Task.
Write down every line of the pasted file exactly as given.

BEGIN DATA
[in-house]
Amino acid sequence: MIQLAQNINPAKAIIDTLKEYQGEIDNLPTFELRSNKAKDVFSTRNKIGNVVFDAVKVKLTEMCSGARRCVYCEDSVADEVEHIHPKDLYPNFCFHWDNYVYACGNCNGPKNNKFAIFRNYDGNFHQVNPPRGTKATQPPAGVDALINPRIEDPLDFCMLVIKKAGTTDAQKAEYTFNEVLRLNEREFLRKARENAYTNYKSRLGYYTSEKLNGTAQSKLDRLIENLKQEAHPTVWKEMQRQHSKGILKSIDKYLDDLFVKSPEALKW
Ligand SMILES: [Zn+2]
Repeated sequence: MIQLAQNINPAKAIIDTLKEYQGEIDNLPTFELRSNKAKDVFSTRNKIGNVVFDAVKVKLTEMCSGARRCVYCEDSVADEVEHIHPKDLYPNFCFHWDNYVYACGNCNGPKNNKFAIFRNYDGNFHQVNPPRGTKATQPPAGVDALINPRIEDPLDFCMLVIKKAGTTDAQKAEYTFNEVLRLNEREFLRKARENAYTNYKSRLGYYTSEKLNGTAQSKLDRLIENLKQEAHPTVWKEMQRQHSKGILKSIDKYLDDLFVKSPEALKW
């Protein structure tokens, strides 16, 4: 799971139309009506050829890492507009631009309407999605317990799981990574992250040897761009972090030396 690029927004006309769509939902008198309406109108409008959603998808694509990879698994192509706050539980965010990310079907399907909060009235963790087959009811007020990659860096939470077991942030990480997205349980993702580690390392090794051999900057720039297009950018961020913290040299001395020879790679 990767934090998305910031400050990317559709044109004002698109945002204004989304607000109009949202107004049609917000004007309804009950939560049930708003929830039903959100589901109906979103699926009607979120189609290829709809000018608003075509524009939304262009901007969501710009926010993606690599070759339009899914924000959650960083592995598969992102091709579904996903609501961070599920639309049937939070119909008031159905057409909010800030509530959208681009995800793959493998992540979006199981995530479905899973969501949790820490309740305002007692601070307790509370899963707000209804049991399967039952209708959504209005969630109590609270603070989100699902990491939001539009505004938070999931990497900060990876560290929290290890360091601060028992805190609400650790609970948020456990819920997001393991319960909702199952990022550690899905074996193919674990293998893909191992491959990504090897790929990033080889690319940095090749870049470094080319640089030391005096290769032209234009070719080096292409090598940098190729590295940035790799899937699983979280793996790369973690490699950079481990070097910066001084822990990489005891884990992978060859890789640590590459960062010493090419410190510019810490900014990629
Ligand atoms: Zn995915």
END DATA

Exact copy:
[in-house]
Amino acid sequence: MIQLAQNINPAKAIIDTLKEYQGEIDNLPTFELRSNKAKDVFSTRNKIGNVVFDAVKVKLTEMCSGARRCVYCEDSVADEVEHIHPKDLYPNFCFHWDNYVYACGNCNGPKNNKFAIFRNYDGNFHQVNPPRGTKATQPPAGVDALINPRIEDPLDFCMLVIKKAGTTDAQKAEYTFNEVLRLNEREFLRKARENAYTNYKSRLGYYTSEKLNGTAQSKLDRLIENLKQEAHPTVWKEMQRQHSKGILKSIDKYLDDLFVKSPEALKW
Ligand SMILES: [Zn+2]
Repeated sequence: MIQLAQNINPAKAIIDTLKEYQGEIDNLPTFELRSNKAKDVFSTRNKIGNVVFDAVKVKLTEMCSGARRCVYCEDSVADEVEHIHPKDLYPNFCFHWDNYVYACGNCNGPKNNKFAIFRNYDGNFHQVNPPRGTKATQPPAGVDALINPRIEDPLDFCMLVIKKAGTTDAQKAEYTFNEVLRLNEREFLRKARENAYTNYKSRLGYYTSEKLNGTAQSKLDRLIENLKQEAHPTVWKEMQRQHSKGILKSIDKYLDDLFVKSPEALKW
């Protein structure tokens, strides 16, 4: 799971139309009506050829890492507009631009309407999605317990799981990574992250040897761009972090030396 690029927004006309769509939902008198309406109108409008959603998808694509990879698994192509706050539980965010990310079907399907909060009235963790087959009811007020990659860096939470077991942030990480997205349980993702580690390392090794051999900057720039297009950018961020913290040299001395020879790679 990767934090998305910031400050990317559709044109004002698109945002204004989304607000109009949202107004049609917000004007309804009950939560049930708003929830039903959100589901109906979103699926009607979120189609290829709809000018608003075509524009939304262009901007969501710009926010993606690599070759339009899914924000959650960083592995598969992102091709579904996903609501961070599920639309049937939070119909008031159905057409909010800030509530959208681009995800793959493998992540979006199981995530479905899973969501949790820490309740305002007692601070307790509370899963707000209804049991399967039952209708959504209005969630109590609270603070989100699902990491939001539009505004938070999931990497900060990876560290929290290890360091601060028992805190609400650790609970948020456990819920997001393991319960909702199952990022550690899905074996193919674990293998893909191992491959990504090897790929990033080889690319940095090749870049470094080319640089030391005096290769032209234009070719080096292409090598940098190729590295940035790799899937699983979280793996790369973690490699950079481990070097910066001084822990990489005891884990992978060859890789640590590459960062010493090419410190510019810490900014990629
Ligand atoms: Zn995915």